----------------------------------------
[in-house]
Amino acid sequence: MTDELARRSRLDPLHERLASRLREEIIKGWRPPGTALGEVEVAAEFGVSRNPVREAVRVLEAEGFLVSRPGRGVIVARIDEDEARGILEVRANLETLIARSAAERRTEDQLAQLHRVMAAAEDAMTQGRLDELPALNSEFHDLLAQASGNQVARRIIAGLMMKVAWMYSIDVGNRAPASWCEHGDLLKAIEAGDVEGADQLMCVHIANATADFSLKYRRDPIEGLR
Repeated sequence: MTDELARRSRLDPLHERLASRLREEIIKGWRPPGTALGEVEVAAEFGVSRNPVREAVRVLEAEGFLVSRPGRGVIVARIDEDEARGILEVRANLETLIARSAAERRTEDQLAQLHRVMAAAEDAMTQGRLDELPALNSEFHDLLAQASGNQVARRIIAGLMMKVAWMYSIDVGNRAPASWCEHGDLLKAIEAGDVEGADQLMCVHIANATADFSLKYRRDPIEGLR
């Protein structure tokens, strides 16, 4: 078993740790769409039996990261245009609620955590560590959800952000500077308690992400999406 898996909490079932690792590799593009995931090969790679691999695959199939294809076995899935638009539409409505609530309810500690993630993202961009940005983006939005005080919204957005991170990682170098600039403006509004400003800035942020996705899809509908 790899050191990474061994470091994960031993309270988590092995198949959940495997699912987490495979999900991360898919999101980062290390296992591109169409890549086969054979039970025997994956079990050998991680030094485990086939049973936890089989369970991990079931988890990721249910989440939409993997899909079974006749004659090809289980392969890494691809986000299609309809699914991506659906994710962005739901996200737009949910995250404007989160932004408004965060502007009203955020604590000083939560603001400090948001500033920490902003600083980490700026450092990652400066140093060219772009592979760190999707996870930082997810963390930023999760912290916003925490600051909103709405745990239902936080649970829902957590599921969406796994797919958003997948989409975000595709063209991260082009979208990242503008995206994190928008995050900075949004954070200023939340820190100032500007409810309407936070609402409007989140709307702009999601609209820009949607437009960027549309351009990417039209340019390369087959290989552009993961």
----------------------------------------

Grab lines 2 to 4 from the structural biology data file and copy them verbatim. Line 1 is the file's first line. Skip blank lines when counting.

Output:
Amino acid sequence: MTDELARRSRLDPLHERLASRLREEIIKGWRPPGTALGEVEVAAEFGVSRNPVREAVRVLEAEGFLVSRPGRGVIVARIDEDEARGILEVRANLETLIARSAAERRTEDQLAQLHRVMAAAEDAMTQGRLDELPALNSEFHDLLAQASGNQVARRIIAGLMMKVAWMYSIDVGNRAPASWCEHGDLLKAIEAGDVEGADQLMCVHIANATADFSLKYRRDPIEGLR
Repeated sequence: MTDELARRSRLDPLHERLASRLREEIIKGWRPPGTALGEVEVAAEFGVSRNPVREAVRVLEAEGFLVSRPGRGVIVARIDEDEARGILEVRANLETLIARSAAERRTEDQLAQLHRVMAAAEDAMTQGRLDELPALNSEFHDLLAQASGNQVARRIIAGLMMKVAWMYSIDVGNRAPASWCEHGDLLKAIEAGDVEGADQLMCVHIANATADFSLKYRRDPIEGLR
């Protein structure tokens, strides 16, 4: 078993740790769409039996990261245009609620955590560590959800952000500077308690992400999406 898996909490079932690792590799593009995931090969790679691999695959199939294809076995899935638009539409409505609530309810500690993630993202961009940005983006939005005080919204957005991170990682170098600039403006509004400003800035942020996705899809509908 790899050191990474061994470091994960031993309270988590092995198949959940495997699912987490495979999900991360898919999101980062290390296992591109169409890549086969054979039970025997994956079990050998991680030094485990086939049973936890089989369970991990079931988890990721249910989440939409993997899909079974006749004659090809289980392969890494691809986000299609309809699914991506659906994710962005739901996200737009949910995250404007989160932004408004965060502007009203955020604590000083939560603001400090948001500033920490902003600083980490700026450092990652400066140093060219772009592979760190999707996870930082997810963390930023999760912290916003925490600051909103709405745990239902936080649970829902957590599921969406796994797919958003997948989409975000595709063209991260082009979208990242503008995206994190928008995050900075949004954070200023939340820190100032500007409810309407936070609402409007989140709307702009999601609209820009949607437009960027549309351009990417039209340019390369087959290989552009993961």